Balochistan wants freedom from Pakistan and activists from Balochistan are trying to garner public support among the international community to help Balochistan in their freedom struggle. In an exclusive interview with The Sunday Guardian, Naela Qadri Baloch, a prominent Baloch activist, talked about the struggle of the Baloch people and why India should support Balochistan. Naela Qadri currently lives in Canada with her family and is visiting India to gather recognition for the Baloch cause. Excerpts:
Q: What are the reasons that motivated Balochistan’s separatist movement?
A: Pakistan has been exploiting our land since the day they forcibly occupied our territory. The fight for a free Balochistan has been on since 27 March 1948 when the movement first began. For all these years, we have tried to fight our oppressor, but now their atrocities have reached a whole new level. Now the human rights violations have matured into forms of genocide. Nuclear testing conducted by Pakistan in Balochistan contaminated our water and made it radioactive. As a result, there was no rain in Balochistan for six years. Balochistan is an arid region, but we have still managed to live well all along. However, after the drought, people had no place left to go. Pakistan wants a Balochistan without Balochs. For them, Balochistan is just a resourceful piece of land that they want to exploit and get rid of the people. To make it very clear, we are not Pakistanis. We are Baloch. Before Pakistan occupied Balochistan, it was a free country. We hate our place of birth to be recognised as Pakistan. Along with Pakistan, China is also openly involved in hijacking the economy of Balochistan. Our struggle is a struggle for independence.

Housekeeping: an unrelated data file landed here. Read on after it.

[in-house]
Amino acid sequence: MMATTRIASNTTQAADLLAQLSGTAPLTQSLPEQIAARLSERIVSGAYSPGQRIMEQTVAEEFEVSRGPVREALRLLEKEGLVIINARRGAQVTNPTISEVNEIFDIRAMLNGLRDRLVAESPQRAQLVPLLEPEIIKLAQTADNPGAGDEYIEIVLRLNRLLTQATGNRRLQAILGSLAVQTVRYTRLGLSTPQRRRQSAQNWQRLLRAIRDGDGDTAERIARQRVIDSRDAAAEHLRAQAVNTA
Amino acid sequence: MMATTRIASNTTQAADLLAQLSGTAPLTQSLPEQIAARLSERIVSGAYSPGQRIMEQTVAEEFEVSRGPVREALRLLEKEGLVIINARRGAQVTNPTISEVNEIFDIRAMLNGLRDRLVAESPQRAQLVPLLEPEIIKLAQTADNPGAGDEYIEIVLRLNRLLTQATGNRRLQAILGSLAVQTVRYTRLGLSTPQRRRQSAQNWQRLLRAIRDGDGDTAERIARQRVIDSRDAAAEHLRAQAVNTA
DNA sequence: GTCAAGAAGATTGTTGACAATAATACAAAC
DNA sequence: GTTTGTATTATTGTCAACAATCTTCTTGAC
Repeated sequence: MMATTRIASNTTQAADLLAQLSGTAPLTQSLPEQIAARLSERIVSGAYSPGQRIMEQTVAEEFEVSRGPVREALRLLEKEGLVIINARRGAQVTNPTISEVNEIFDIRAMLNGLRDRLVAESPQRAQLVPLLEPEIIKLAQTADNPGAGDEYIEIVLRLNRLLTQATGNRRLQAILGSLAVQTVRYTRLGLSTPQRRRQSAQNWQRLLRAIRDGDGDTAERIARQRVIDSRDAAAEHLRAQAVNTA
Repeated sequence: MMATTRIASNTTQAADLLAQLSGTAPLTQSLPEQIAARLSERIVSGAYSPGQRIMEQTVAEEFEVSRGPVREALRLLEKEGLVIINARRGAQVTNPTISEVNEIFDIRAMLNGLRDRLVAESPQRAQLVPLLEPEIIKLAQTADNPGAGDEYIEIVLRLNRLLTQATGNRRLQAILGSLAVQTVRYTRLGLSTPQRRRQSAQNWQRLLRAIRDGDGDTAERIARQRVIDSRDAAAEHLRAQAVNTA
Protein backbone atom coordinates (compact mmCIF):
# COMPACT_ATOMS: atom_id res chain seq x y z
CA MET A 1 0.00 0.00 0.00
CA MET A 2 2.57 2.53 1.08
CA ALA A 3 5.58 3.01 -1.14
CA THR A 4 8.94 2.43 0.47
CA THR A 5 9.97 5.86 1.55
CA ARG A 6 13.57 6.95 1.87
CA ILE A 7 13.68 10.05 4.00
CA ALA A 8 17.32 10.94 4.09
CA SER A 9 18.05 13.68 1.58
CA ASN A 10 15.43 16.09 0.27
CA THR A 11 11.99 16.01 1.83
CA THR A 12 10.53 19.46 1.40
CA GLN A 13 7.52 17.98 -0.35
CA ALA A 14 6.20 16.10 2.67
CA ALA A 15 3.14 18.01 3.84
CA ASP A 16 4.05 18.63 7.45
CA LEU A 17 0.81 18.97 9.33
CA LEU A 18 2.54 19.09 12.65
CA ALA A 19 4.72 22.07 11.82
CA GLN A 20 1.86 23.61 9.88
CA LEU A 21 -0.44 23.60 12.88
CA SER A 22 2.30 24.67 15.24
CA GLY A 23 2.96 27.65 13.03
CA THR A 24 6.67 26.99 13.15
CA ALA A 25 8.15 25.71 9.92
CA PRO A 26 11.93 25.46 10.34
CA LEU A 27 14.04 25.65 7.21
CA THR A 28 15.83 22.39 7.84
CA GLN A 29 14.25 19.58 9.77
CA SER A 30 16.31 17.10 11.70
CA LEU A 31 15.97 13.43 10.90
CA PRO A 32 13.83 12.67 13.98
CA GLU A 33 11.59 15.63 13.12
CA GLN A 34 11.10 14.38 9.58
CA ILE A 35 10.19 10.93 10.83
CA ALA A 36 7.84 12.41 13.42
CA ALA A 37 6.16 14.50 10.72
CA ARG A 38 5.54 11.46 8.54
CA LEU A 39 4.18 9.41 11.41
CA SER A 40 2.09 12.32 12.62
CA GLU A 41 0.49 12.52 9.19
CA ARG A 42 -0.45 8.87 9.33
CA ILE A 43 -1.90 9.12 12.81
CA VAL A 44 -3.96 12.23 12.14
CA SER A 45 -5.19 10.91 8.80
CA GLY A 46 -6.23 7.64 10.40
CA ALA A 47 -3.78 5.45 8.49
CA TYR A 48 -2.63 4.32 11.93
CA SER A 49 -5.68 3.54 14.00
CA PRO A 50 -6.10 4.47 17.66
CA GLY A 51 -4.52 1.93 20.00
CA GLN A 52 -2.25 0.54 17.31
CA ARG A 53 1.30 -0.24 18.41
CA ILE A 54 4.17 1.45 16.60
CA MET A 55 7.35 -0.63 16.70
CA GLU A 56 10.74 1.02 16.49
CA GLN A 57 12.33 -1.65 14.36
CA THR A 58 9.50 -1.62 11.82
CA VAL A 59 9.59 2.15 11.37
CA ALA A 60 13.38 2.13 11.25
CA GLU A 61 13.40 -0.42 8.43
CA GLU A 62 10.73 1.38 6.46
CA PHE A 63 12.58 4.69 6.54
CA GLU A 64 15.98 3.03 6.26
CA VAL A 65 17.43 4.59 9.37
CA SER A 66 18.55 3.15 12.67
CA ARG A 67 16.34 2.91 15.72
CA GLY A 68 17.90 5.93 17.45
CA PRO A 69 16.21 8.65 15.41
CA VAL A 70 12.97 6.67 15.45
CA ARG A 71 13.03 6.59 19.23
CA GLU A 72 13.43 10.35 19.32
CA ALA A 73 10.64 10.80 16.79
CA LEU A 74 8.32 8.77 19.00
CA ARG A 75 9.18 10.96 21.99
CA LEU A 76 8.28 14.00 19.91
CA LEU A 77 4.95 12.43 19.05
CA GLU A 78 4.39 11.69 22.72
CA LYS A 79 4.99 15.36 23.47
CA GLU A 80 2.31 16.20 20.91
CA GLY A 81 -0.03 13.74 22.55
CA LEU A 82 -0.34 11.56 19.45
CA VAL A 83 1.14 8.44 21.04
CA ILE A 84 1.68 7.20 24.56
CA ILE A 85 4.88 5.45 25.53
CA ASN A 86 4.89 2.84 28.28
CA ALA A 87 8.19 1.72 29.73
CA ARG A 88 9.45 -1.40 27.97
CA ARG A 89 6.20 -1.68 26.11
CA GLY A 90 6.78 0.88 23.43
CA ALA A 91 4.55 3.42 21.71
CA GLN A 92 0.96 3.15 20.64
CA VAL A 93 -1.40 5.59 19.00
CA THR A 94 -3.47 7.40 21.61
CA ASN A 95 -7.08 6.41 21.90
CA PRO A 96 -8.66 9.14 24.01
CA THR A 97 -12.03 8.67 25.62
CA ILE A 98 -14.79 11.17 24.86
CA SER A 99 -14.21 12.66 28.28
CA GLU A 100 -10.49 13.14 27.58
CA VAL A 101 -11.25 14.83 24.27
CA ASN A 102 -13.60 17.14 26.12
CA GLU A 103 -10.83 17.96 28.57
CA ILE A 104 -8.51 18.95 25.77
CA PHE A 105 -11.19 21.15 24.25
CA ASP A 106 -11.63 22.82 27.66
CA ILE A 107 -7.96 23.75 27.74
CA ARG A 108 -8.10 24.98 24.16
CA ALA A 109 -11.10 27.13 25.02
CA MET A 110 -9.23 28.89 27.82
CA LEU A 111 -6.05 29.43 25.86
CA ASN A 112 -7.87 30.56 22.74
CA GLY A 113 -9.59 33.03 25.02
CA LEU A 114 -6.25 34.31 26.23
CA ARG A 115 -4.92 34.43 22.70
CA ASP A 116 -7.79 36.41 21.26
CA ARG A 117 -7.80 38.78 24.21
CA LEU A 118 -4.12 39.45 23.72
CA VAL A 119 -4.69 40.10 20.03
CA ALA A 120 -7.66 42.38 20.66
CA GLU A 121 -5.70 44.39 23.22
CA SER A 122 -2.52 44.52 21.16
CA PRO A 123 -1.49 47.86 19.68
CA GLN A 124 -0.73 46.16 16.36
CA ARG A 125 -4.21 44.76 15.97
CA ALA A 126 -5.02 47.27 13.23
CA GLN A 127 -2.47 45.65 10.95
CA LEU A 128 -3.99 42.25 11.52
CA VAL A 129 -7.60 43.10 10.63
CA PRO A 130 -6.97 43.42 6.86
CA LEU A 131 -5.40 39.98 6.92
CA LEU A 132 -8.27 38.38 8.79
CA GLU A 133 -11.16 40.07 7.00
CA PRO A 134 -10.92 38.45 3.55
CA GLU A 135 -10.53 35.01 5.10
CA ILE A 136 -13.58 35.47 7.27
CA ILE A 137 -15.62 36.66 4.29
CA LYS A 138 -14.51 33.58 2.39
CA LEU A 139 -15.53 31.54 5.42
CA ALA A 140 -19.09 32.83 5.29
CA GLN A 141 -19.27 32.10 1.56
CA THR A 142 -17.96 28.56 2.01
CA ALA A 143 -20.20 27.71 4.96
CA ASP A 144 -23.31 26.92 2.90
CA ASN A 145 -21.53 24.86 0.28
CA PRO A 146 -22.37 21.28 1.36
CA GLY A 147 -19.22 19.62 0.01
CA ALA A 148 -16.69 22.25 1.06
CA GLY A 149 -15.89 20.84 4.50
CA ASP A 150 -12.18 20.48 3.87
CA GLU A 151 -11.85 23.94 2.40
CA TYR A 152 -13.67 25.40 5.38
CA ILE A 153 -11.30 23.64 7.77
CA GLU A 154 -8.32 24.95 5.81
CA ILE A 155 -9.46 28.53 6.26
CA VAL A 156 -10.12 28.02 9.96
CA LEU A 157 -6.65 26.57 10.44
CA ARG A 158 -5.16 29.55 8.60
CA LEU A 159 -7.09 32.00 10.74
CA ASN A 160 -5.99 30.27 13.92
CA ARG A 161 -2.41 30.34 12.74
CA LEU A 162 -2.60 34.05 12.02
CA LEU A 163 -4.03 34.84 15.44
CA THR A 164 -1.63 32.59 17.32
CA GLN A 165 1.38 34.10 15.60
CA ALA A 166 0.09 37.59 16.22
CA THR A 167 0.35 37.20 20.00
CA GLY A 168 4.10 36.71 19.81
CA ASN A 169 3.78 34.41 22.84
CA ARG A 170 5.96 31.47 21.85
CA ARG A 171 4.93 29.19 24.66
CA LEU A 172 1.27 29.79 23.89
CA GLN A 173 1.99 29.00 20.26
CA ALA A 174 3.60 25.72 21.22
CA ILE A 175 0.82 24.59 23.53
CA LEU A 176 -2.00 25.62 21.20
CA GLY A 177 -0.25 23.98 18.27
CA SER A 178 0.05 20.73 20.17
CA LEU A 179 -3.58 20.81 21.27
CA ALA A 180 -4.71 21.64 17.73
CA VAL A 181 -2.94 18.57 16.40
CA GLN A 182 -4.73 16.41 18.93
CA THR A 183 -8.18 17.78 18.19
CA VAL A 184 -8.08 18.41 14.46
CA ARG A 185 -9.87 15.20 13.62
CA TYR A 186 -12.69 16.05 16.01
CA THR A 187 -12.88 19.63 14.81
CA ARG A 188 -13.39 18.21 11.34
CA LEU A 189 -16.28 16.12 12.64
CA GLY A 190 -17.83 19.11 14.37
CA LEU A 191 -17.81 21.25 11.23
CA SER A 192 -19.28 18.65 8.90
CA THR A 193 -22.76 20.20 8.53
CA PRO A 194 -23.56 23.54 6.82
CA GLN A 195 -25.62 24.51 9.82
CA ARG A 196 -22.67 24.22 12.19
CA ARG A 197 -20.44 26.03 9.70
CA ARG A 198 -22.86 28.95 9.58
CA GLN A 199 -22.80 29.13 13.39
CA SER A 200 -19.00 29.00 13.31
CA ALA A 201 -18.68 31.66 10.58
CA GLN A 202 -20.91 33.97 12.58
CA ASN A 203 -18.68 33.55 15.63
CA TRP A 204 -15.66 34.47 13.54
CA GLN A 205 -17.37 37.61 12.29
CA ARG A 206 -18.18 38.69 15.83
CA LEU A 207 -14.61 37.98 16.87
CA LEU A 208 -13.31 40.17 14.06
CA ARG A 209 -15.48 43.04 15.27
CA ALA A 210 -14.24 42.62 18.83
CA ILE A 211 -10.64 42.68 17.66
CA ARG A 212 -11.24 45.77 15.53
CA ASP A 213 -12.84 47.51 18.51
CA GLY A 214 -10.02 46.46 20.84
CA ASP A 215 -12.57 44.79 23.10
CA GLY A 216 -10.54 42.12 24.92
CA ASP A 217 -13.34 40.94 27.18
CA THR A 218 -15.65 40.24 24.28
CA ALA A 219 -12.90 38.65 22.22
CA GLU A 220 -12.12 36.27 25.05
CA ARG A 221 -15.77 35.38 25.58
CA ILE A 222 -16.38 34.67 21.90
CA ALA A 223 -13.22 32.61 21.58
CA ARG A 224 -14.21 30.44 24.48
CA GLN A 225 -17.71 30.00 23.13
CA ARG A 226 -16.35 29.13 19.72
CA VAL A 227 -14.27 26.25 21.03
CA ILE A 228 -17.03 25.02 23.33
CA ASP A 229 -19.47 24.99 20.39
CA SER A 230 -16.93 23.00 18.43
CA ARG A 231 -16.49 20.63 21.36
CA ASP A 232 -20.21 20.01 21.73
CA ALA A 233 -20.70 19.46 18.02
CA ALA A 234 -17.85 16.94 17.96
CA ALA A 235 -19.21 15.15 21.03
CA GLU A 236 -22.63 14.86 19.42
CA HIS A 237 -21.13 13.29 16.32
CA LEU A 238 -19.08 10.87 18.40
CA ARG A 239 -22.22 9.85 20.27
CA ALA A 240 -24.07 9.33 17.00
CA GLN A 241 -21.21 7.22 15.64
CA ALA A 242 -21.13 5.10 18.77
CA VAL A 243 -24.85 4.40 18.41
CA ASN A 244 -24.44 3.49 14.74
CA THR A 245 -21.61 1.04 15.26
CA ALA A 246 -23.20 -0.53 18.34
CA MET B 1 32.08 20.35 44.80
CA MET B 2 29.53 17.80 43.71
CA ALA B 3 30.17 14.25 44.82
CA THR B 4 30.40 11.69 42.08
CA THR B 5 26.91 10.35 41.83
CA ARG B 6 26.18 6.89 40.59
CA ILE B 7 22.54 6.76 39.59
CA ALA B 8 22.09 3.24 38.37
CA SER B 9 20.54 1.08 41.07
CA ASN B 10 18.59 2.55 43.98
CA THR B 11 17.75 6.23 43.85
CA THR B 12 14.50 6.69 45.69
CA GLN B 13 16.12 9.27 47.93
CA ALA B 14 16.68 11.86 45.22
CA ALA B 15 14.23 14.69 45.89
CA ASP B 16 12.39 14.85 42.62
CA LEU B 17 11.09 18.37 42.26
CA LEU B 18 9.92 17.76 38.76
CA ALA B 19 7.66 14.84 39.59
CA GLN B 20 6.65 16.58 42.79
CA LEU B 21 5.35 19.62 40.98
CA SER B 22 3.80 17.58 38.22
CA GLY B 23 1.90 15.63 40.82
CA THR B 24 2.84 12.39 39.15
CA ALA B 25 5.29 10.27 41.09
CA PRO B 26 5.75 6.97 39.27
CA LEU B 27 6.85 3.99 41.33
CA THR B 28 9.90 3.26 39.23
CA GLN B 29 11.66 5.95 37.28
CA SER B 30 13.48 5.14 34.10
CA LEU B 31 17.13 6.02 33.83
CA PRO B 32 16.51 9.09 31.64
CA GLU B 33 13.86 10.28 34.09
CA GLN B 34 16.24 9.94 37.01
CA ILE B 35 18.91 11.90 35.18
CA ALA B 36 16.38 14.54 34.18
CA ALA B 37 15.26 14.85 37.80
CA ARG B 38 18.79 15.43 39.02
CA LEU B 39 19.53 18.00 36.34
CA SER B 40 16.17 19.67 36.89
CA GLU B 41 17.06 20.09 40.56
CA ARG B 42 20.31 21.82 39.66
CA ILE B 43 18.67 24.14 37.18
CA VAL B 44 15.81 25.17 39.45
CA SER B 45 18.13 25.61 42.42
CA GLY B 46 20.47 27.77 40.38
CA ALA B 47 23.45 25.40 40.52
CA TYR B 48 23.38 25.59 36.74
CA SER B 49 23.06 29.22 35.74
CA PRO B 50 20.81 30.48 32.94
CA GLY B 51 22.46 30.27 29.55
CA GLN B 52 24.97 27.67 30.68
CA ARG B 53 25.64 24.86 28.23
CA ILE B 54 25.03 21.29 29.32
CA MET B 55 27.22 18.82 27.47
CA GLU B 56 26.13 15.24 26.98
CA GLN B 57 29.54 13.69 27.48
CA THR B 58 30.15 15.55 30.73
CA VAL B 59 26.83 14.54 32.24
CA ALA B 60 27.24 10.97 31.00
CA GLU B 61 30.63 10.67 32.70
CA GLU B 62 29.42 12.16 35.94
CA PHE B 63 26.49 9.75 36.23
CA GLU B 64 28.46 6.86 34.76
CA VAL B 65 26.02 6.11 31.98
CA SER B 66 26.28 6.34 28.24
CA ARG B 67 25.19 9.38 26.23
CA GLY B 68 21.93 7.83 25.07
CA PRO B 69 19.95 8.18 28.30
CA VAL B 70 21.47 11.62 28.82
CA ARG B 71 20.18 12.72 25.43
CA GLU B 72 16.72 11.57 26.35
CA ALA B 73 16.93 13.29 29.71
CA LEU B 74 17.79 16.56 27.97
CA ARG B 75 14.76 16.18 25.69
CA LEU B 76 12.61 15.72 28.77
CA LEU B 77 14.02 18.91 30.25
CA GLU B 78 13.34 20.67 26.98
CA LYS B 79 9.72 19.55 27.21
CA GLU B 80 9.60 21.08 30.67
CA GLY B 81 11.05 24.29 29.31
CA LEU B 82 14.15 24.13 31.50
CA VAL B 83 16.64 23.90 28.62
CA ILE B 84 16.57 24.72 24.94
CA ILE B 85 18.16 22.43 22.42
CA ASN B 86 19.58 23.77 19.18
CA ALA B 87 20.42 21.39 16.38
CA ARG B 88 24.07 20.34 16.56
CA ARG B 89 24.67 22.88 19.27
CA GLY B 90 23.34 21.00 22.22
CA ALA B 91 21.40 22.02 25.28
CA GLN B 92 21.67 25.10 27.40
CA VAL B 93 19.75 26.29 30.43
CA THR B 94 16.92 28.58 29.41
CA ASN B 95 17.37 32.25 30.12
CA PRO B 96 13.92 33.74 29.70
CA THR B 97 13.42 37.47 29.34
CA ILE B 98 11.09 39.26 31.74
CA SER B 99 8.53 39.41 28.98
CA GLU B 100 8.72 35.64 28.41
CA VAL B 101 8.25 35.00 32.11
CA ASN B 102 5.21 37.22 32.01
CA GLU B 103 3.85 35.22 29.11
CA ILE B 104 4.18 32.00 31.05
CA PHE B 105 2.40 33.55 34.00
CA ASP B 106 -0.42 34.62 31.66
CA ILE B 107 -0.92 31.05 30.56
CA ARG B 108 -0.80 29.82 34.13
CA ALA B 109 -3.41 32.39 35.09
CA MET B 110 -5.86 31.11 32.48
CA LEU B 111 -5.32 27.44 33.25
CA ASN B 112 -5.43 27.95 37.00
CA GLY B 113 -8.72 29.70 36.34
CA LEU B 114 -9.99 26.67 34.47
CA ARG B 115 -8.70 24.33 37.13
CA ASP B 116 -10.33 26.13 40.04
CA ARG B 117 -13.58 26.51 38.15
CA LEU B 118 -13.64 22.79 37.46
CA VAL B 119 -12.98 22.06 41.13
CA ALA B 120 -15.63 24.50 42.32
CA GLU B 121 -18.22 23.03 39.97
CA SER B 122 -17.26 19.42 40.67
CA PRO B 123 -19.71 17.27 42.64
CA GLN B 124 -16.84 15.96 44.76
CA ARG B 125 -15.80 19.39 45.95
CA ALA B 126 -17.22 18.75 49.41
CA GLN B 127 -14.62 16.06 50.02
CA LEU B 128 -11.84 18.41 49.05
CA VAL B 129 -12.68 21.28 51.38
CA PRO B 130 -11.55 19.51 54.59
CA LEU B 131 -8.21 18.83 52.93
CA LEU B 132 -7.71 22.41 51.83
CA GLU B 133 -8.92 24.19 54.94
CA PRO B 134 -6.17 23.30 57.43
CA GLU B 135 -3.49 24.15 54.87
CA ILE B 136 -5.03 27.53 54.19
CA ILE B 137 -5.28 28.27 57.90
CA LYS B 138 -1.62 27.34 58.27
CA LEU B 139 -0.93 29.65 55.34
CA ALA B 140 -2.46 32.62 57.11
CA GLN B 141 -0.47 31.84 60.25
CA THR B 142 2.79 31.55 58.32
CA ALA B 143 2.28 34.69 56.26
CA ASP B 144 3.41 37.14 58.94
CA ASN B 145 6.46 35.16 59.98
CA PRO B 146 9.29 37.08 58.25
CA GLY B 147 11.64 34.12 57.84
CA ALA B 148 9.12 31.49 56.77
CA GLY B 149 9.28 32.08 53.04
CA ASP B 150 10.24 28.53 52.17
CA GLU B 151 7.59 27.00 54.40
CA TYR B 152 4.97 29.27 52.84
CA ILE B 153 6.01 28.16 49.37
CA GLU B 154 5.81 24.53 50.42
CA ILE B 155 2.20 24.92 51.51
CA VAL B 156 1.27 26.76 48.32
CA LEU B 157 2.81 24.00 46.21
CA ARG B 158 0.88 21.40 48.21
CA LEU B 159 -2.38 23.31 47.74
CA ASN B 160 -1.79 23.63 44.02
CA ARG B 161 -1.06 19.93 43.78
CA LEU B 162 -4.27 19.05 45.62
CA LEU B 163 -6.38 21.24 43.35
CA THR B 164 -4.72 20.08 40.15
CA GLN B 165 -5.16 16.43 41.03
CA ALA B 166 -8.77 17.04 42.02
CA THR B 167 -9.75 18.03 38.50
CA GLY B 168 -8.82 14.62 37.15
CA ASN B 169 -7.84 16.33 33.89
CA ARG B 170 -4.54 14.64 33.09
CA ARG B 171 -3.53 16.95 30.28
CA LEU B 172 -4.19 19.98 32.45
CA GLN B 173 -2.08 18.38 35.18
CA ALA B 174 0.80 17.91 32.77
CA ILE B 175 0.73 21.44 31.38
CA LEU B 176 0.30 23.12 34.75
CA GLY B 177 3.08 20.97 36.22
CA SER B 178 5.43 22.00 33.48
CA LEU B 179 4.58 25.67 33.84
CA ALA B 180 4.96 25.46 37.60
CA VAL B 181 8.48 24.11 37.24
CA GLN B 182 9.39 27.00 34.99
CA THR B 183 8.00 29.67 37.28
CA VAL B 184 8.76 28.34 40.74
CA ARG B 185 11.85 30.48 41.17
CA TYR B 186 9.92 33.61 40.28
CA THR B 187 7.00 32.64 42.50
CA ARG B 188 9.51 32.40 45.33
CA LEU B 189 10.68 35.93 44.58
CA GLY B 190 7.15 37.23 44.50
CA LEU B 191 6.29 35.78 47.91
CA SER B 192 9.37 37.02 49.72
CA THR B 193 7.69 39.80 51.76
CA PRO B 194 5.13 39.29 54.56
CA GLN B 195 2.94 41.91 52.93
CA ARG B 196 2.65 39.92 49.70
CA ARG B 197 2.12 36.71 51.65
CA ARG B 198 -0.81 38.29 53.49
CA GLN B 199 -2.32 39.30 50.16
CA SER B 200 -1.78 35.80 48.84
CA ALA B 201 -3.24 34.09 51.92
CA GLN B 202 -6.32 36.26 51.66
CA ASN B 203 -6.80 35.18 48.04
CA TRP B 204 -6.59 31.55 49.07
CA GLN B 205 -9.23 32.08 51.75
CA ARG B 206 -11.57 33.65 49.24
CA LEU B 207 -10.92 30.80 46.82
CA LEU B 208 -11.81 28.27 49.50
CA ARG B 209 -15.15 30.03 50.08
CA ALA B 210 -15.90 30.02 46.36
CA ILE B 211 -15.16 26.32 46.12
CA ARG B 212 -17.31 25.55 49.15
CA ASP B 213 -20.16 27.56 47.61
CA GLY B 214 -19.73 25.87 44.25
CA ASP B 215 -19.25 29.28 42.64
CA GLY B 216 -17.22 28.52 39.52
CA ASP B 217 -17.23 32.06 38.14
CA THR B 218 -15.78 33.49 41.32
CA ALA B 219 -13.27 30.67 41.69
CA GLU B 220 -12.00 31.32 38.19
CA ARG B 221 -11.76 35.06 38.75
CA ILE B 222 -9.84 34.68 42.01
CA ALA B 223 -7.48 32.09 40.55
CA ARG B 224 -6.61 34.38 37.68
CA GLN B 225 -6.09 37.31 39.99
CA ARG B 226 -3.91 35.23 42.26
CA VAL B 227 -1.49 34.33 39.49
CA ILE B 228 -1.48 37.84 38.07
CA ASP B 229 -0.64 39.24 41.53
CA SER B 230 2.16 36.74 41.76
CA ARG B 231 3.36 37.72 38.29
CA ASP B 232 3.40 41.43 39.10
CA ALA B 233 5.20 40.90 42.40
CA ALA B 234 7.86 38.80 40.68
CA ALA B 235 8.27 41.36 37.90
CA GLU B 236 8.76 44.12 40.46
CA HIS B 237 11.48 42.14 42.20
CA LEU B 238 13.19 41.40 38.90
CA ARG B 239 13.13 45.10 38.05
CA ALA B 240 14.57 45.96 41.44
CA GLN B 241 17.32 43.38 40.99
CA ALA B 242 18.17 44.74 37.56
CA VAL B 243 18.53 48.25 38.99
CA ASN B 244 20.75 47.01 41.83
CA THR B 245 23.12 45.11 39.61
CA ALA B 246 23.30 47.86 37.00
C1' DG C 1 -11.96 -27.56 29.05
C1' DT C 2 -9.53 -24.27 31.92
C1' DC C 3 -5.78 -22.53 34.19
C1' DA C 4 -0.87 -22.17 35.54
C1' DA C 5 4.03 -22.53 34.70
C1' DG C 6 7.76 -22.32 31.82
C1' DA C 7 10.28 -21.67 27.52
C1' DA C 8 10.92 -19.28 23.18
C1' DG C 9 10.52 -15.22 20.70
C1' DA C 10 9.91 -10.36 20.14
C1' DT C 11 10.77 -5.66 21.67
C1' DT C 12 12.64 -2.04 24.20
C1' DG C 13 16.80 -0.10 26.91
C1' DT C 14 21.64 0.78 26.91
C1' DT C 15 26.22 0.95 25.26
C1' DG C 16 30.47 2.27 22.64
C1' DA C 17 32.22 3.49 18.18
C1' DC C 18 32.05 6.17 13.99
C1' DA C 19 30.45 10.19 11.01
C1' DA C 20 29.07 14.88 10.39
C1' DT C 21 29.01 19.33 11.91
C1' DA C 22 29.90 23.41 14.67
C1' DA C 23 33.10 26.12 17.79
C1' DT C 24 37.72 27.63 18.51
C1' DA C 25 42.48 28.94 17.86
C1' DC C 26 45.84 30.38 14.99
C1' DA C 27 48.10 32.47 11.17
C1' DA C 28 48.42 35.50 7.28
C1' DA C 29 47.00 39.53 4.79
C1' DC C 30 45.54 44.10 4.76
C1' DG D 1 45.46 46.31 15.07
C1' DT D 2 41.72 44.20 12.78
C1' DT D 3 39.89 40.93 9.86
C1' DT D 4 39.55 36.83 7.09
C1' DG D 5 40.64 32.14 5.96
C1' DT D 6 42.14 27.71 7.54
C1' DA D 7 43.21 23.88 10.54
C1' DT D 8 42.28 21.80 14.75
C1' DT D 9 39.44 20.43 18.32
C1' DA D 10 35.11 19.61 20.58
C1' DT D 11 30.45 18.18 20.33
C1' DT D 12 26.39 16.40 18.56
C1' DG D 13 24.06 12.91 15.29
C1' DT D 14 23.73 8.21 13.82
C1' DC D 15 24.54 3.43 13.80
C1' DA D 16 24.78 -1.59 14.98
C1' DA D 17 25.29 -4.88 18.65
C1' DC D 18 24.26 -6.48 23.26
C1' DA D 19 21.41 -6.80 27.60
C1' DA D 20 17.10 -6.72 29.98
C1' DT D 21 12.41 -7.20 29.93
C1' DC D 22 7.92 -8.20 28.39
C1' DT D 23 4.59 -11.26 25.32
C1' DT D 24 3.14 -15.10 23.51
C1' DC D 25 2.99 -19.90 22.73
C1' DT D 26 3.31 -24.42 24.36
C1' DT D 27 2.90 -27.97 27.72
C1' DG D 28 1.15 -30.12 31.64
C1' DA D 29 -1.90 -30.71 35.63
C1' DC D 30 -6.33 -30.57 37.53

Q: What human rights violations are taking place in Balochistan and who is responsible for?
A: The Pakistan army is directly involved in Balochistan. Since 2000, we announced an insurgency on Pakistan. Many Baloch activists were captured after that. My husband, a filmmaker, was also among the captured activists. It was only after the intervention of Amnesty International that he could be rescued, but he hasn’t been the same ever since and is still haunted by the torture he underwent. The Pakistan army is practising a “kill and dump” strategy. Our people have discovered “mass graves” with hundreds of people “dumped” in huge pits. Investigation reports revealed that some of the people were dumped in the pits while they were alive. These mass graves were discovered when shepherds stumbled upon them. Now, these areas are heavily guarded by the Pakistan army and so we can’t access them. Since the insurgency started, 25,000 Balochs have gone missing and over 2 lakh have been killed. They are harassing our women, bombing our villages with jets and killing our civilians. Some of the worst affected regions are Dera Bugti, Kalat, Awaran, Makran, etc. This is genocide. Our people have been denied jobs and acid is thrown on our young girls when they go to colleges. Places where settlements for Chinese immigrants have been made are secured by the military. We are being discriminated against, tortured and killed in our own land.